by Svyatoslav I. Maslennikov
Law enforcement happens to be a hot subject in this time, but ideas I mention here are older than dirt. While it’s fairly obvious that race affects the subject’s perception in the eyes of a police officer, I think there’s merit for a deeper discussion on the subject.
Police officers have become primary judges. Every interaction with a law enforcement agent allows for their lenience: they’re trained judges of character, and generally act according to necessity. This discretion, however, isn’t always beneficial: it allows for a difference in punishment as the officer chooses. When an officer pulls a driver over for a speeding violation, they may choose from a range of recourses, including an unofficial warning, an infraction or further investigation at the scene or at the station. This judgement is usually based on subject’s nervousness, appearance, state of mind. Other, less favourable factors, however include race, skin colour, apparent wealth, nationality, sex. Officer’s personal pet peeves, annoyances and hunches as well as their mood of the day can also affect the course of action. This is the first stage of judgement one goes through, before stepping in front of an actual judge in a courtroom. Even there, however, all the above nitpicks affect the outcome: the judges are said to trust a police officer more than the defendant, public defendants are underfunded and can’t realistically represent every person in a quality manner.
I question the fairness of this process, as it allows for unequal justice both in the streets and in the courtroom: there tends to be prejudice against minorities, while friends and police officers get away with as much as murder, as the recent events show. It’s said that police officers run on departmental quotas and there’s no question of the value of revenue from fines: the beneficiaries seem to usually be the county and the police themselves.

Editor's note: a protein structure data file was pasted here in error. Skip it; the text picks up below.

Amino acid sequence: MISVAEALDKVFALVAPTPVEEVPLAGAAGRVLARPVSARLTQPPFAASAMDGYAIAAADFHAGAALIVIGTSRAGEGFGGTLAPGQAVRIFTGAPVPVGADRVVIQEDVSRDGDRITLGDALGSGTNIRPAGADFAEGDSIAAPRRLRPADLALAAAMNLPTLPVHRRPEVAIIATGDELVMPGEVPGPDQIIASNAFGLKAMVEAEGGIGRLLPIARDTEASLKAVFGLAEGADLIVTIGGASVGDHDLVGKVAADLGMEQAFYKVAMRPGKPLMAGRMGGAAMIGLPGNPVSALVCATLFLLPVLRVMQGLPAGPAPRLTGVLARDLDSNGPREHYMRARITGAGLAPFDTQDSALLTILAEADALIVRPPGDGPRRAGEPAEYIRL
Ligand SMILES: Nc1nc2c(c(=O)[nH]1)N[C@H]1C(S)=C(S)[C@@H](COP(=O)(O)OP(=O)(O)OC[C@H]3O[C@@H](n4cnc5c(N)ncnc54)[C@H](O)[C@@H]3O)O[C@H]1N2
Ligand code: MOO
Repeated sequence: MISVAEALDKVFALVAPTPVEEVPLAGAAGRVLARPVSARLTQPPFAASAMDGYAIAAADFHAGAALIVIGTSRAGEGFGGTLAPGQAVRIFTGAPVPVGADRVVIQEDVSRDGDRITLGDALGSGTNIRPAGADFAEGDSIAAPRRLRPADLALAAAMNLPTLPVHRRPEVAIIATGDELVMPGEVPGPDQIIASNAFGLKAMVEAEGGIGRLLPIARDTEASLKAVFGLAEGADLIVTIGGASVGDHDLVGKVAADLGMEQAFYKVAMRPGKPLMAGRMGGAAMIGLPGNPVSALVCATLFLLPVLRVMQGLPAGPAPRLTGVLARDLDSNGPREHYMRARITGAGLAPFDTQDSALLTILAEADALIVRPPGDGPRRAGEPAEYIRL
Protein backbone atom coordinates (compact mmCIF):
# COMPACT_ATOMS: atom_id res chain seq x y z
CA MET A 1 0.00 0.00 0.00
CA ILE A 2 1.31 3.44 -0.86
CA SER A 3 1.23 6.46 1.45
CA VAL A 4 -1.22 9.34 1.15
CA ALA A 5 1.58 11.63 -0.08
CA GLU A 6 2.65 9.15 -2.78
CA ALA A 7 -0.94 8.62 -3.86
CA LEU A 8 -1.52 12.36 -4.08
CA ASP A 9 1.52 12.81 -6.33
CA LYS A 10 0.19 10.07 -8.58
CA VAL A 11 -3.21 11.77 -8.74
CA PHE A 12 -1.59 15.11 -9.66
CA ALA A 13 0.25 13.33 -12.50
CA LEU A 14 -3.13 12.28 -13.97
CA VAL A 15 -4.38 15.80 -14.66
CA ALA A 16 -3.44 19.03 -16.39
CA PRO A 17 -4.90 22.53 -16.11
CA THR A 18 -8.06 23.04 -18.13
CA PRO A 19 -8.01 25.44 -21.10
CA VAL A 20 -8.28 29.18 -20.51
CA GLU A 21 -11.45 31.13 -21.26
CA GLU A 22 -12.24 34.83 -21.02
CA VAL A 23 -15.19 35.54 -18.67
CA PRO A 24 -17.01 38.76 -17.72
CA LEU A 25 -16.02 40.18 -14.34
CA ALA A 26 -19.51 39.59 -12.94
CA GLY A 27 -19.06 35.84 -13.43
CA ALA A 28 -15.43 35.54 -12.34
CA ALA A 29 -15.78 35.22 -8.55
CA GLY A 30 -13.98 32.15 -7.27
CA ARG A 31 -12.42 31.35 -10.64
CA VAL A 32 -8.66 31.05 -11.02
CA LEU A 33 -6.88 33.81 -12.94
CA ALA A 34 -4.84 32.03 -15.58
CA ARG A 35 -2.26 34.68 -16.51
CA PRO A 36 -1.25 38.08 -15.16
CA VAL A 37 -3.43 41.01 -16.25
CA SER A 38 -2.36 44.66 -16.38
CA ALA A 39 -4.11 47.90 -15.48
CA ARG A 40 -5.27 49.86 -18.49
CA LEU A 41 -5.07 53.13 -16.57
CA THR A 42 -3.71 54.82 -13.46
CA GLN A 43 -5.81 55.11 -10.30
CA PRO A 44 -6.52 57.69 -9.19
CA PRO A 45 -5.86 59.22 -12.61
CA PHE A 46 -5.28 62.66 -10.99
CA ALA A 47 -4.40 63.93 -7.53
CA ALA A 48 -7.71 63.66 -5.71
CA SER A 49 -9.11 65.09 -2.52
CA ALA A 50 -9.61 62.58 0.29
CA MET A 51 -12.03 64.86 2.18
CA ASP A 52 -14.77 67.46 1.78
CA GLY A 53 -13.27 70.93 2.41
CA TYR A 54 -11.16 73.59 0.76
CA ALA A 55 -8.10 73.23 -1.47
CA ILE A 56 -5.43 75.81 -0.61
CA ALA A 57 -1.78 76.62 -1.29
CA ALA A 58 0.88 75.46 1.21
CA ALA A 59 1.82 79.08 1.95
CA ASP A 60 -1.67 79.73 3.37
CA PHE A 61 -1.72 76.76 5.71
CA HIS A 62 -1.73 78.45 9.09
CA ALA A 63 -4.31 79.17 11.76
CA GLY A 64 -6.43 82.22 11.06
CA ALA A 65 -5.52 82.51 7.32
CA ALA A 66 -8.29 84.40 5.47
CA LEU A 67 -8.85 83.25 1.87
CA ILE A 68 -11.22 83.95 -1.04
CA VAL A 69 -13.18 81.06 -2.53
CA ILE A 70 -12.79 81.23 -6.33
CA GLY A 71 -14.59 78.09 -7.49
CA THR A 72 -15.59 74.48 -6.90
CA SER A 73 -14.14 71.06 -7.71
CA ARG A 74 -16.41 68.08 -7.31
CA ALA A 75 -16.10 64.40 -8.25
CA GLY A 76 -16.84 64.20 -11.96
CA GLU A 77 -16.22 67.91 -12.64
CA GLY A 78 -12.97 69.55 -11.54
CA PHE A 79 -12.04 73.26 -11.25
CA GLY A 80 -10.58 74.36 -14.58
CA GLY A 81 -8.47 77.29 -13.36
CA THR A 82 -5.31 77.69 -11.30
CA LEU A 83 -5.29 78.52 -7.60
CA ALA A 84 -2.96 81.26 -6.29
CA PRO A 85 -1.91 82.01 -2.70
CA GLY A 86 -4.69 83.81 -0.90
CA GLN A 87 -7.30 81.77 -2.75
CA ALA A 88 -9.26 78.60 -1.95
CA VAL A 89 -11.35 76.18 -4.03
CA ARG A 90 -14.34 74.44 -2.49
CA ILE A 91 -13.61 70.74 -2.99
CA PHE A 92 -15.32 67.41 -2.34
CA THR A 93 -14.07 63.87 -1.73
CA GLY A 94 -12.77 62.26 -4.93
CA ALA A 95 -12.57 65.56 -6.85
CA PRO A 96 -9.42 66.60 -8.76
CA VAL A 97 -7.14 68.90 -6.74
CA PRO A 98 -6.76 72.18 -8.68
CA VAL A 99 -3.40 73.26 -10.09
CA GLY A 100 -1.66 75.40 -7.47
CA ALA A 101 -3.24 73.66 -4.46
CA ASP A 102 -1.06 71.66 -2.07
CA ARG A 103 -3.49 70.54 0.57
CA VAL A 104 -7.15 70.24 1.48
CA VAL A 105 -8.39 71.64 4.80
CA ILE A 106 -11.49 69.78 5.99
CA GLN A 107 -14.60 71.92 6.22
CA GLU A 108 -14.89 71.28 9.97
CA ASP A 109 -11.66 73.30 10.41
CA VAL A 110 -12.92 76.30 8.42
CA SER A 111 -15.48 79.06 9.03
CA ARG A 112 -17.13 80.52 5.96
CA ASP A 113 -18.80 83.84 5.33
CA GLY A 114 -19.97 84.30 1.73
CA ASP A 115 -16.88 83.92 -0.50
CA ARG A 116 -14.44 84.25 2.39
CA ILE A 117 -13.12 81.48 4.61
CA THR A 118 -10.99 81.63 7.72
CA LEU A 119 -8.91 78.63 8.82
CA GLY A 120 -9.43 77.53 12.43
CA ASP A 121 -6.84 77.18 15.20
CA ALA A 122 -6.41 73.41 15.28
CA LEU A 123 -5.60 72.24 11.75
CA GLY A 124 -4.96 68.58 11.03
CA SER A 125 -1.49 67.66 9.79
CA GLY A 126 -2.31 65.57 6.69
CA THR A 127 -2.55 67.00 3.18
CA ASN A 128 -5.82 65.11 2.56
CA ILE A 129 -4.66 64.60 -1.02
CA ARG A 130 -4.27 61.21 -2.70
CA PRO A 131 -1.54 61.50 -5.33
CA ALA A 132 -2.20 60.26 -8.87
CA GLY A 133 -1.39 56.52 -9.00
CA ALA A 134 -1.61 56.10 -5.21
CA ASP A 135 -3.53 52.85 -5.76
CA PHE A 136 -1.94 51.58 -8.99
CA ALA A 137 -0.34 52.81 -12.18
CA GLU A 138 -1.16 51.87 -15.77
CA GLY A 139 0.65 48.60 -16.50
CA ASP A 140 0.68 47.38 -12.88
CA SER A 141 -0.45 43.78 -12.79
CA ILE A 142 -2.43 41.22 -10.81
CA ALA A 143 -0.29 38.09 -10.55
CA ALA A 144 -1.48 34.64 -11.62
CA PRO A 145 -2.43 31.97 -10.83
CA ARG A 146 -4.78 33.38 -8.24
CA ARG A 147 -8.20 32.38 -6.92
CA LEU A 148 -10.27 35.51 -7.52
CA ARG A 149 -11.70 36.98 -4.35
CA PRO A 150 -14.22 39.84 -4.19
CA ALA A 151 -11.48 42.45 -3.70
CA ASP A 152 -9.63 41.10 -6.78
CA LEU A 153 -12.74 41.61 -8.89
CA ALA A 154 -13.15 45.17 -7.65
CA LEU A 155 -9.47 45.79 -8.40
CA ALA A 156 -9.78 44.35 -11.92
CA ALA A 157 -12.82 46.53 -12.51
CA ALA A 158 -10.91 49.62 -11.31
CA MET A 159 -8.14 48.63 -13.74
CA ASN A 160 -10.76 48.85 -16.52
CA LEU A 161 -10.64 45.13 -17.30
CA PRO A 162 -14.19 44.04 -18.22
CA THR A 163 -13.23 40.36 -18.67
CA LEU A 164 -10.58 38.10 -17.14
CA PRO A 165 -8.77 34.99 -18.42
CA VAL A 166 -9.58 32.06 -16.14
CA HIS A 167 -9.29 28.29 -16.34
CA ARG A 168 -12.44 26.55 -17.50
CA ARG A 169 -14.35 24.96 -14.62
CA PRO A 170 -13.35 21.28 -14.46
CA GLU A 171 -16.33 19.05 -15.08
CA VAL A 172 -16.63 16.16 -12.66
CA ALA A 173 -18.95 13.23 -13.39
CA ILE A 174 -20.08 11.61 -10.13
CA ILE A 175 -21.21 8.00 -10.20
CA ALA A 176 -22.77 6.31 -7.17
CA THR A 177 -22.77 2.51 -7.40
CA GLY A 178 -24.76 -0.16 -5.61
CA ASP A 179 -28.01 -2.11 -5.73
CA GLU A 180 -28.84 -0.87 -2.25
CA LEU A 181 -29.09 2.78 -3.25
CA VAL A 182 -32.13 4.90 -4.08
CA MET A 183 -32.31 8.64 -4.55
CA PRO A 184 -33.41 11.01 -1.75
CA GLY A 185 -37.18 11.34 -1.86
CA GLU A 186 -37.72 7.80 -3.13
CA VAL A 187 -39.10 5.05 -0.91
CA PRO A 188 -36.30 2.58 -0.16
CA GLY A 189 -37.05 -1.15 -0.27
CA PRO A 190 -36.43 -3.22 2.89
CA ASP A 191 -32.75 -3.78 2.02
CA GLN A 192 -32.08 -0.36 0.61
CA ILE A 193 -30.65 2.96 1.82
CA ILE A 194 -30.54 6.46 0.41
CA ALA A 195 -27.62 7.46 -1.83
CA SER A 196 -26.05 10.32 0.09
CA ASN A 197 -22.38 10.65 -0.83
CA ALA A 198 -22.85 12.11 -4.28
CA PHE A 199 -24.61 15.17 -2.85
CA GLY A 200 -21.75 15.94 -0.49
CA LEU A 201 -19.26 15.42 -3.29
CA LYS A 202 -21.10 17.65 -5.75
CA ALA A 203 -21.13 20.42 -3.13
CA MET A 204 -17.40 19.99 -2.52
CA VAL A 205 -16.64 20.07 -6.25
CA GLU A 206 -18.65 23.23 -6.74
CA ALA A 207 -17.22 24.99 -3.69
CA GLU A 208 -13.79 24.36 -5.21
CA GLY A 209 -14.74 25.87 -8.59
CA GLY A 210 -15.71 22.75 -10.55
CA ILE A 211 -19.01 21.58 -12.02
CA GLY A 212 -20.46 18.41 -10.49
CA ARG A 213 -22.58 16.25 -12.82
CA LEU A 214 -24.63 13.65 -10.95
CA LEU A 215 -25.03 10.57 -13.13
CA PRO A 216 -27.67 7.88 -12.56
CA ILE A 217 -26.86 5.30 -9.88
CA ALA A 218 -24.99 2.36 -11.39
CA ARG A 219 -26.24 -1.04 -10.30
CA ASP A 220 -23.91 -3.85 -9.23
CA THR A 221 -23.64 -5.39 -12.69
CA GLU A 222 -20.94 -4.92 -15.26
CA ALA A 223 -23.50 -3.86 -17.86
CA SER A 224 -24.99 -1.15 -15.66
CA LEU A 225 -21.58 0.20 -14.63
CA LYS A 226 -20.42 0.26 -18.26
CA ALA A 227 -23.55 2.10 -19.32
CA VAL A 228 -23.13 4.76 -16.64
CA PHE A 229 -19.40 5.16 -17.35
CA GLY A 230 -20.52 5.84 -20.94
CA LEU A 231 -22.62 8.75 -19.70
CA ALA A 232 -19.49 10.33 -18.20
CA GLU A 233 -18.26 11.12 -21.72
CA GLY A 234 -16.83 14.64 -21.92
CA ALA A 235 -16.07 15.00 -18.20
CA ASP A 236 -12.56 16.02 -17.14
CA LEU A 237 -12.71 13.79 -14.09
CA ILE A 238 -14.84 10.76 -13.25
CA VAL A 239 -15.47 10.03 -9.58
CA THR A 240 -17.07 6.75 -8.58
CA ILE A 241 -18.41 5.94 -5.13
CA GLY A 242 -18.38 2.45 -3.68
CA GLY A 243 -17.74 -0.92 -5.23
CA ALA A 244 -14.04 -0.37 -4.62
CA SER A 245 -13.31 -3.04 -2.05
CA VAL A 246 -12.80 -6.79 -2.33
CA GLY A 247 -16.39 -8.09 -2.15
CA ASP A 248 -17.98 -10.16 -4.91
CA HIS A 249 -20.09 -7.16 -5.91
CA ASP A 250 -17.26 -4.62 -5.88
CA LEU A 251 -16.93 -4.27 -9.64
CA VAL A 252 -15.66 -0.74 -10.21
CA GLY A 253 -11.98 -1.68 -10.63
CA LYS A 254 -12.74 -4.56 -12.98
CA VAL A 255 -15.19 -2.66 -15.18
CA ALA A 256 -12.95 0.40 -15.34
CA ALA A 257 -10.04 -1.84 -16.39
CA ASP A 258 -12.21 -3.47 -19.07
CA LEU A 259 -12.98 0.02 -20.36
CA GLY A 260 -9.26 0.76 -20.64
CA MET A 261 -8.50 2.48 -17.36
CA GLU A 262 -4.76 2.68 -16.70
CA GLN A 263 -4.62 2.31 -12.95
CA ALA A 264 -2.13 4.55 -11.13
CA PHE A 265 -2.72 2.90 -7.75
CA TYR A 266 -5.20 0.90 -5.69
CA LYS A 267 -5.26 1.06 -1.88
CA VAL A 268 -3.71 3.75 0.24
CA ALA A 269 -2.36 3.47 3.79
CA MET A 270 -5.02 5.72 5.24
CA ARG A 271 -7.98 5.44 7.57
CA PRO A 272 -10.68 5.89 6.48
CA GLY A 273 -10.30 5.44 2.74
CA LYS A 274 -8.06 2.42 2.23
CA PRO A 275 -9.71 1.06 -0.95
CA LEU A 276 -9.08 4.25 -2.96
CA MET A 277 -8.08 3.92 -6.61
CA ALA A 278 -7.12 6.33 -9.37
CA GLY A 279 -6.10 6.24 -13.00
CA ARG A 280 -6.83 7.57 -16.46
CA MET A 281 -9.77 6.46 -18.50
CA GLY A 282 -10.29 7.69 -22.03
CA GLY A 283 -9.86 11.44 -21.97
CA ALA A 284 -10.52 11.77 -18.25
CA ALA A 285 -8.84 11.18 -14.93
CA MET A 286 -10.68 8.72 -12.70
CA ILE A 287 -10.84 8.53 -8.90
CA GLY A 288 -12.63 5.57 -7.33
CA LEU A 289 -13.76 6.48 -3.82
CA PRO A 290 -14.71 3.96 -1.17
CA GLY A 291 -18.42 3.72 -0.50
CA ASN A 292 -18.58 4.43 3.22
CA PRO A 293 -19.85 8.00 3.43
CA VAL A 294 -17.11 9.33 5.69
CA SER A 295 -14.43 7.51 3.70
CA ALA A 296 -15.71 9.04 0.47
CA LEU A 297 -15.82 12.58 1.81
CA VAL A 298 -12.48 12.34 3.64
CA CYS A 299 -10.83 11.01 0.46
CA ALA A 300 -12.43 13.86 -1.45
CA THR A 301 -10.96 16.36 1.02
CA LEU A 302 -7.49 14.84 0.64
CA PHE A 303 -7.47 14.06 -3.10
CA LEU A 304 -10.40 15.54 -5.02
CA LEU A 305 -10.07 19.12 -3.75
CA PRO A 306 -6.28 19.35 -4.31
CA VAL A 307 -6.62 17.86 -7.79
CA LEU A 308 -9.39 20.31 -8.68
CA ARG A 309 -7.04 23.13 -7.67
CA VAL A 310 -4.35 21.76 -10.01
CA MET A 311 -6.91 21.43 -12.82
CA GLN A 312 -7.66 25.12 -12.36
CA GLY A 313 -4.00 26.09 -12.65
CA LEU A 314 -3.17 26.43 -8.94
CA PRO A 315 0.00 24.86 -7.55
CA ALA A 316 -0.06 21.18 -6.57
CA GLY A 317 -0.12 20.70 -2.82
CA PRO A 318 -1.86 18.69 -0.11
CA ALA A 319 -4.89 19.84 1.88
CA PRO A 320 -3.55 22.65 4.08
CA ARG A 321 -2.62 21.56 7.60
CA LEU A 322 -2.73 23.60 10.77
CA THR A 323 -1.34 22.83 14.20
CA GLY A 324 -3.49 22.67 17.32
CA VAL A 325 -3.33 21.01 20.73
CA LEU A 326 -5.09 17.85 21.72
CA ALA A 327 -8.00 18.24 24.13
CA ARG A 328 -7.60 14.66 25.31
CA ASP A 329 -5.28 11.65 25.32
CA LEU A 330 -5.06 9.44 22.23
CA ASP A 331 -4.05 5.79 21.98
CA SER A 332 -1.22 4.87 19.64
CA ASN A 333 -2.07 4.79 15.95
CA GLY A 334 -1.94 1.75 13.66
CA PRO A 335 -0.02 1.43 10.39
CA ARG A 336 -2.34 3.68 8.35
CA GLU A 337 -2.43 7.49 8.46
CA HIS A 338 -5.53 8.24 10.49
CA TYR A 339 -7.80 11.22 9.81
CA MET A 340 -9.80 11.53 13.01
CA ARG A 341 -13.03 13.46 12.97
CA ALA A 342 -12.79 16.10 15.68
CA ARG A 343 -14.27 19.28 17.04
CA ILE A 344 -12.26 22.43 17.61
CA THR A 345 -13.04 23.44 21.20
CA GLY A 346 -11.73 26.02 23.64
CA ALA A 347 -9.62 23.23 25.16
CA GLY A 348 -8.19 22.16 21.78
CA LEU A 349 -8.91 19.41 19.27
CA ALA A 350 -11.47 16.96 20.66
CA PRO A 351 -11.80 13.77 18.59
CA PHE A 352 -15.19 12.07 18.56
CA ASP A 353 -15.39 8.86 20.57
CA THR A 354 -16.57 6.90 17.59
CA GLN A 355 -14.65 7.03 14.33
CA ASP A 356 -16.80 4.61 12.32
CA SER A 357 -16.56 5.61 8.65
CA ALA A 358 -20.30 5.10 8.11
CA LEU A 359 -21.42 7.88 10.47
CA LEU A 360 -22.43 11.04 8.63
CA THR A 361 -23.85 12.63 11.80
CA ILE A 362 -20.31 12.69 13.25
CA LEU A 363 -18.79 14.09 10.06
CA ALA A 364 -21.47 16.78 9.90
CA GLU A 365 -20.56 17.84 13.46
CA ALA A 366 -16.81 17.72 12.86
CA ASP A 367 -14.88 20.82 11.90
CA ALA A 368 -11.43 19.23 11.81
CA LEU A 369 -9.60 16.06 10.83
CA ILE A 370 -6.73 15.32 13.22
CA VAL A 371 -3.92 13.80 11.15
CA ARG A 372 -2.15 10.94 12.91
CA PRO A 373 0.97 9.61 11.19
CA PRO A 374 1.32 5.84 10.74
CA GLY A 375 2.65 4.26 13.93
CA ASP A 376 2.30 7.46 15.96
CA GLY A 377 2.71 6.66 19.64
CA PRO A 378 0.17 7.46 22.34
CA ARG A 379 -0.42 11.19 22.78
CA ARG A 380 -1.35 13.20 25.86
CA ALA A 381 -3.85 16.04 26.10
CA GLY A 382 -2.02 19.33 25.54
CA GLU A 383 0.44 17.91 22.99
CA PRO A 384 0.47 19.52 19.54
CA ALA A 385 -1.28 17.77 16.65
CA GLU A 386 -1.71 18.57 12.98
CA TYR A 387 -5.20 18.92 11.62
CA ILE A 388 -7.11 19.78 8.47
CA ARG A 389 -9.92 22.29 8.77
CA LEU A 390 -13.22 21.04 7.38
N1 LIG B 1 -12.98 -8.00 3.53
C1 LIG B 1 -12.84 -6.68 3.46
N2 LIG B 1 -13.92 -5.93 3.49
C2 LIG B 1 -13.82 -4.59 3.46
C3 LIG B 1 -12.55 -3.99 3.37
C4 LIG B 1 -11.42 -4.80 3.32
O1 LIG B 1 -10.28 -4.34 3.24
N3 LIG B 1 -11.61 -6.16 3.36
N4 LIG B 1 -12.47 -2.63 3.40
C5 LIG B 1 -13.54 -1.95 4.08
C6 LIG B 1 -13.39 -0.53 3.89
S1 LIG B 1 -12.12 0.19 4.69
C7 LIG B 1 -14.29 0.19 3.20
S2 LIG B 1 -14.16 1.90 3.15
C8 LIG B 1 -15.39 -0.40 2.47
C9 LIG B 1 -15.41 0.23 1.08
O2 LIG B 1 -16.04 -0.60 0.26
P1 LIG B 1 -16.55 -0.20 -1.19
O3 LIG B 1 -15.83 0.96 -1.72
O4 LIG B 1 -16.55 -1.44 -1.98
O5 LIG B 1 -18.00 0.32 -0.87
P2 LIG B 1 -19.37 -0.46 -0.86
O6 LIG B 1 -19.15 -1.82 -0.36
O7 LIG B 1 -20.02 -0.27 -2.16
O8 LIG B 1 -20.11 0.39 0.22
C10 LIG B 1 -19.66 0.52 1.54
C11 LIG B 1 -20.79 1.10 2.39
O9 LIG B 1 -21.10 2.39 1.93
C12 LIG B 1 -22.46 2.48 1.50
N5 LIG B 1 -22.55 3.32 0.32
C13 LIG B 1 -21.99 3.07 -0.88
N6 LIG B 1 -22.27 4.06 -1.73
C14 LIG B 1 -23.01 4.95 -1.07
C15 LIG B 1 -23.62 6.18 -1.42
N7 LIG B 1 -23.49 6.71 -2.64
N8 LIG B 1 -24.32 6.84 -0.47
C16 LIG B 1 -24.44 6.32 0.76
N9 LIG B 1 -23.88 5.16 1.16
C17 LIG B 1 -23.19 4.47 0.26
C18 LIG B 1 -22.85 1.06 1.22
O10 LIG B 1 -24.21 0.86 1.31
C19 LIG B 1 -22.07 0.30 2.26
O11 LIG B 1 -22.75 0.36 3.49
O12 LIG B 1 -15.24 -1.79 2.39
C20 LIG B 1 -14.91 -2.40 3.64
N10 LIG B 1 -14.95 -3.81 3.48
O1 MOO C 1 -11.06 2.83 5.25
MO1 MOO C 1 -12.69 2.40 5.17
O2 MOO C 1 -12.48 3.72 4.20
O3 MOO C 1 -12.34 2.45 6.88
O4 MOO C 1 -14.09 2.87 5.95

Many years ago, I realized why it is that all cars produced in the States don’t have built-in governors even though every state has its speed limits: one is allowed to break the law as long as it’s unseen. One can speed, do drugs, drink and drive - as long as no one notices, because if no one notices, one isn’t really harmful to society. But it’s the simpler laws, - broken license plate lights, relatively low speed limits1, - that catch a select group of people with more violations than initially seen: poorer minorities.
One solution is execution of laws to the dot, equally against every perpetrator. If an officer spots a car exceeding the speed limit by any amount, the officer would be required to submit an infraction: they won’t sit around waiting for a cheaper car to pass with a potential for more violations. This will be absurd, the police officers will be forced to focus on useless acts. The only recourse will be to amend the law: raise the speed limit to a sensible value, allow for homelessness or spend more revenue on homeless shelters. The laws that are broken daily by most members of society will be removed to allow enforcement of more important ones at an equal rate.